Here again, you have a tow vehicle pickup truck that’s responsible for getting the camper from Point A to Point B.

This means that you don’t have to worry about things like tire rotation as the tire tread tends to wear out evenly.

Just be prepared to replace both or all four of the tires at one time. Travel trailer and toy hauler tires can cost as little as $90 per tire on sale, to as much as $200 per tire.

Teardrop Camper Tires

Teardrop campers have long been popular for their lightweight towing and ability to sleep two to three people comfortably.

Since they don’t have to bear as much weight and they don’t need rotation, you can tend to get a lot of life out of teardrop camper tires.

Though when it comes time to replace them, you should do both at the same time. You can expect teardrop camper tires to cost around $90 to $150 per tire.

Popup Camper Tires

A lot of popup campers are on par with teardrop campers when it comes to overall towing weight.

Though their ability to expand out for more sleeping space makes them incredibly popular. Especially with families that love to travel.

Some popup camper tires are very inexpensive and can be found on sale for as little as $70 per tire.

Though some of the high-end models can end up costing you up to 150 per popup camper tire.

Common RV Tire Brands

Common RV Tire Brands

In North America, there are some tried and true tire manufacturers with names that are well-known for a reason.

They’ve been in the marketplace and decades of success have helped them master the tire making process.

This translates into longer overall tread life as well as less risk of a blow out while you’re driving down the road. 

This includes names like:

  • Michelin : A well-known tire brand with enormous success in the United States and Canada. Michelin RV tires tend to cost a little more, but they have an average tread life that can last ten years or more!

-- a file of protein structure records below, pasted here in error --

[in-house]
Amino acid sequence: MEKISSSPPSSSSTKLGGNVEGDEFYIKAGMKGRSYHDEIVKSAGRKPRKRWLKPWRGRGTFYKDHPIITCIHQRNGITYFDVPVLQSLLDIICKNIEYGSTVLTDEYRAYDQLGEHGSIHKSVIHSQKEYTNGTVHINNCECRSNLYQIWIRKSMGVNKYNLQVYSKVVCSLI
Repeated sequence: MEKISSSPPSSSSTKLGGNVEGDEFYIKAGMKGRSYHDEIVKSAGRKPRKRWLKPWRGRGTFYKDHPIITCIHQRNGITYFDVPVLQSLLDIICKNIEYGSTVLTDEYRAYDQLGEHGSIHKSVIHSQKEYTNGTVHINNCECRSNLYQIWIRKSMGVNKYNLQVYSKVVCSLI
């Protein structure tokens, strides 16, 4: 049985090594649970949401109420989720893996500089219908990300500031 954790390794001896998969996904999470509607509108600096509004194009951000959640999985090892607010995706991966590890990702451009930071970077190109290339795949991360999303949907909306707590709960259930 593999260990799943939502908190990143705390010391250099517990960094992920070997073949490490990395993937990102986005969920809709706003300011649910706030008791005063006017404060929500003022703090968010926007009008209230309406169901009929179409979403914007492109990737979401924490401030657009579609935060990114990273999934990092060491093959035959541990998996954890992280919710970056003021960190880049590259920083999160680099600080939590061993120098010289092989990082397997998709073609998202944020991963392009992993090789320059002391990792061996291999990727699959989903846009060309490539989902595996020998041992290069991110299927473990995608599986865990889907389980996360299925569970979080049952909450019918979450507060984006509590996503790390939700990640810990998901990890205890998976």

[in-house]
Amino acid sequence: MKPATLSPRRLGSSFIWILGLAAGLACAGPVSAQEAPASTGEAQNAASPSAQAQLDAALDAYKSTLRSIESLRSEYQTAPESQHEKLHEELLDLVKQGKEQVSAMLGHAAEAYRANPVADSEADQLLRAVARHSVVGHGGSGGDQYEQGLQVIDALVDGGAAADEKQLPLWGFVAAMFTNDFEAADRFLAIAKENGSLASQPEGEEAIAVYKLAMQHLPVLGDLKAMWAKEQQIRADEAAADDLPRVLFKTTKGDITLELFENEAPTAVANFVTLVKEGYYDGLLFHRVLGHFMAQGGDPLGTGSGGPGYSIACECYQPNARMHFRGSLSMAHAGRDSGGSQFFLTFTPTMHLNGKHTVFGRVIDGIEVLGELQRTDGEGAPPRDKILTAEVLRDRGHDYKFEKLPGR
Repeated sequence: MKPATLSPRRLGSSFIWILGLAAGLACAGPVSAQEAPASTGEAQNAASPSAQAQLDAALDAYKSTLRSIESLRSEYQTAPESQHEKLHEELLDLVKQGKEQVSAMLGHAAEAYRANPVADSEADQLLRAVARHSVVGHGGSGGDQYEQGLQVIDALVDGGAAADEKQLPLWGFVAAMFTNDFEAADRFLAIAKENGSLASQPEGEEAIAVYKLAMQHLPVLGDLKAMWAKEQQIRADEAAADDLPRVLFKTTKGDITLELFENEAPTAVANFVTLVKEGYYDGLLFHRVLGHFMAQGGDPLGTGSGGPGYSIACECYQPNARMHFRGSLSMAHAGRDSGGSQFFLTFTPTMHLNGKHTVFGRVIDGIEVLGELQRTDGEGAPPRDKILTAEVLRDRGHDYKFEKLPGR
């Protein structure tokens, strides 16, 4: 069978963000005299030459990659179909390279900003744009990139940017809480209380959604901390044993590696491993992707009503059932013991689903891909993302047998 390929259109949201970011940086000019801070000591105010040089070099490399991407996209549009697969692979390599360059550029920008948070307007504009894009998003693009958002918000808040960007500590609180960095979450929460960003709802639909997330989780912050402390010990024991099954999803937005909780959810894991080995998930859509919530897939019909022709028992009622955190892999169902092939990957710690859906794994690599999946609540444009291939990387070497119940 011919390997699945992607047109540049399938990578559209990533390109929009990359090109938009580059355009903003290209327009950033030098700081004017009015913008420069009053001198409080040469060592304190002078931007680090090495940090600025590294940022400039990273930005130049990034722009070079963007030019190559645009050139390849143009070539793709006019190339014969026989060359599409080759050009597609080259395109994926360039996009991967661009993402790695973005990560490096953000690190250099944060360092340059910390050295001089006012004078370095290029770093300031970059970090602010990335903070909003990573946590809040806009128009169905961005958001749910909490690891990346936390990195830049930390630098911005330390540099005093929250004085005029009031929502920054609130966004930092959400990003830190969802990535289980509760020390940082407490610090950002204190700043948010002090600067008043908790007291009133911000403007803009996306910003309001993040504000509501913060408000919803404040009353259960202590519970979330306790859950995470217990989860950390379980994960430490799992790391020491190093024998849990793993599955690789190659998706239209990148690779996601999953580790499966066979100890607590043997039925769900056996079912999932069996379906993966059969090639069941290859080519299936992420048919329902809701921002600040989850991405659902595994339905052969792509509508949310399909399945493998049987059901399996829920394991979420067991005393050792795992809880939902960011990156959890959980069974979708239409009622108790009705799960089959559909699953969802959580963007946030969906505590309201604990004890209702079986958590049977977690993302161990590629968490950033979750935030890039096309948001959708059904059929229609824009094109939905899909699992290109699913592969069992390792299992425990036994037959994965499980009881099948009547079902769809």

• Goodyear : Their Endurance line of RV tires is considered to be some of the best RV tires on the Norther American marketplace. Unfortunately, they tend to be one of the more expensive RV tires. Some cost more than $400 per tire for Class A motorhome tires.
  • Bridgestone : They can sometimes be found on sale for a fraction of the competitor’s price. However, some Bridgestone RV tires have had a reputation for a shorter lifespan than the competition. This might be fine for a lightweight travel trailer, teardrop, or popup camper, but Bridgestone may not be the ideal choice for a heavy Class A Motorhome.
  • Road Warrior : A somewhat younger name in the RV marketplace, Road Warrior has been carving out a respectable name for themselves in this niche. This is due in part to their affordable price tag. Especially if you keep your eyes out for seasonal sales, where they can be sold at a discounted rate when you buy multiple tires at one time. They are a great option to consider for a dual-axle fifth-wheel trailer.

Of course, theses aren’t the only RV tire manufacturers worth considering. Though they do tend to be at the top of the list.

So, if you see an unfamiliar name at a similar price, it’s better to go with either Michelin, Goodyear, Bridgestone, or Road Warrior RV tires

Tips For Maximizing RV Tire Lifespan

Tips For Maximizing RV Tire Lifespan

Properly maintaining your RV tires will go a long way toward maximizing their lifespan and reducing the long-term tire replacement costs.

Maintaining Proper Tire Pressure

Whether you have a lightweight popup camper or a heavy-duty Class A motorhome, low tire pressure will tend to make the tread wear down rapidly.

If it’s too low you could see catastrophic damage on a single trip. On the other end of the spectrum, incredibly high tire pressure can cause a serious blow out as well as excessive tire tread wear.

If you want to prevent tread wear or any serious damage of tires you should use TPMS (Tire Pressure Monitoring System) for maintaining tires pressure level on your motorhome or travel trailer.

Also when TPMS indicate air pressure drops 25% below the manufacturer’s recommended level, Use portable air compressor To Keep Your RV Tires Inflated without finding a gas stations to use their RV tire inflator.